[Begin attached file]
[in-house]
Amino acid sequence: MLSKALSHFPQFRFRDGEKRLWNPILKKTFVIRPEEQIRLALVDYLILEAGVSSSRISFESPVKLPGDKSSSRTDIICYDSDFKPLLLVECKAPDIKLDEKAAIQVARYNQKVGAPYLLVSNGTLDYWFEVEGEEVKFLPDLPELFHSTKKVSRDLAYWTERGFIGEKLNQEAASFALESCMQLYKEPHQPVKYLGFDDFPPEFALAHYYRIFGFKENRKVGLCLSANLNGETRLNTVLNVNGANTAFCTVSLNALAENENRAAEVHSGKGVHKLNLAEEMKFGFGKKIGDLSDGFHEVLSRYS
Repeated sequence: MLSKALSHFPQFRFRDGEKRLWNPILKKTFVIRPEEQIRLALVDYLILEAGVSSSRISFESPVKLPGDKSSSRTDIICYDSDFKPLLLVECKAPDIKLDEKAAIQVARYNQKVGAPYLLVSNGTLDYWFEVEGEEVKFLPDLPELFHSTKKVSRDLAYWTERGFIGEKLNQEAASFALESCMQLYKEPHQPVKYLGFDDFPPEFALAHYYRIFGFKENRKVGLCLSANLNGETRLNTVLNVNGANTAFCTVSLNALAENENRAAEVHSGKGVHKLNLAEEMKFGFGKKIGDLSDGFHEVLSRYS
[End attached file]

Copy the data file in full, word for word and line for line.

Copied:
[in-house]
Amino acid sequence: MLSKALSHFPQFRFRDGEKRLWNPILKKTFVIRPEEQIRLALVDYLILEAGVSSSRISFESPVKLPGDKSSSRTDIICYDSDFKPLLLVECKAPDIKLDEKAAIQVARYNQKVGAPYLLVSNGTLDYWFEVEGEEVKFLPDLPELFHSTKKVSRDLAYWTERGFIGEKLNQEAASFALESCMQLYKEPHQPVKYLGFDDFPPEFALAHYYRIFGFKENRKVGLCLSANLNGETRLNTVLNVNGANTAFCTVSLNALAENENRAAEVHSGKGVHKLNLAEEMKFGFGKKIGDLSDGFHEVLSRYS
Repeated sequence: MLSKALSHFPQFRFRDGEKRLWNPILKKTFVIRPEEQIRLALVDYLILEAGVSSSRISFESPVKLPGDKSSSRTDIICYDSDFKPLLLVECKAPDIKLDEKAAIQVARYNQKVGAPYLLVSNGTLDYWFEVEGEEVKFLPDLPELFHSTKKVSRDLAYWTERGFIGEKLNQEAASFALESCMQLYKEPHQPVKYLGFDDFPPEFALAHYYRIFGFKENRKVGLCLSANLNGETRLNTVLNVNGANTAFCTVSLNALAENENRAAEVHSGKGVHKLNLAEEMKFGFGKKIGDLSDGFHEVLSRYS